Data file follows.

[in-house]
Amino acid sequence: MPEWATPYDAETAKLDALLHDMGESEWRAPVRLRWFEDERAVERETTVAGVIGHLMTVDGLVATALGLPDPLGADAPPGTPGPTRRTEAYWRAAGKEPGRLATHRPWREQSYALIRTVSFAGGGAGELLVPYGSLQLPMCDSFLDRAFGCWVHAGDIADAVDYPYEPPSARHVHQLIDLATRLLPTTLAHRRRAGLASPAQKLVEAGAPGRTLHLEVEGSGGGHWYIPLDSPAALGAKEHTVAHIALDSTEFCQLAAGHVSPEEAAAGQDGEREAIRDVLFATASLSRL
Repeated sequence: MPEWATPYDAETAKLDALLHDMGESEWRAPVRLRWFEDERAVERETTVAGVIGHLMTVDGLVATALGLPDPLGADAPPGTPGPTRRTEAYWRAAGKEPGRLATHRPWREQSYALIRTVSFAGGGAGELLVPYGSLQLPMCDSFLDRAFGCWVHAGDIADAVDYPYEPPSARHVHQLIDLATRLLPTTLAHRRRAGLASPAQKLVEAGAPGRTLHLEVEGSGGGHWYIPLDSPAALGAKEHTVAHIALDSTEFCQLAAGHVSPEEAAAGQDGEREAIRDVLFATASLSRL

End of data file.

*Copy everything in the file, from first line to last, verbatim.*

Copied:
[in-house]
Amino acid sequence: MPEWATPYDAETAKLDALLHDMGESEWRAPVRLRWFEDERAVERETTVAGVIGHLMTVDGLVATALGLPDPLGADAPPGTPGPTRRTEAYWRAAGKEPGRLATHRPWREQSYALIRTVSFAGGGAGELLVPYGSLQLPMCDSFLDRAFGCWVHAGDIADAVDYPYEPPSARHVHQLIDLATRLLPTTLAHRRRAGLASPAQKLVEAGAPGRTLHLEVEGSGGGHWYIPLDSPAALGAKEHTVAHIALDSTEFCQLAAGHVSPEEAAAGQDGEREAIRDVLFATASLSRL
Repeated sequence: MPEWATPYDAETAKLDALLHDMGESEWRAPVRLRWFEDERAVERETTVAGVIGHLMTVDGLVATALGLPDPLGADAPPGTPGPTRRTEAYWRAAGKEPGRLATHRPWREQSYALIRTVSFAGGGAGELLVPYGSLQLPMCDSFLDRAFGCWVHAGDIADAVDYPYEPPSARHVHQLIDLATRLLPTTLAHRRRAGLASPAQKLVEAGAPGRTLHLEVEGSGGGHWYIPLDSPAALGAKEHTVAHIALDSTEFCQLAAGHVSPEEAAAGQDGEREAIRDVLFATASLSRL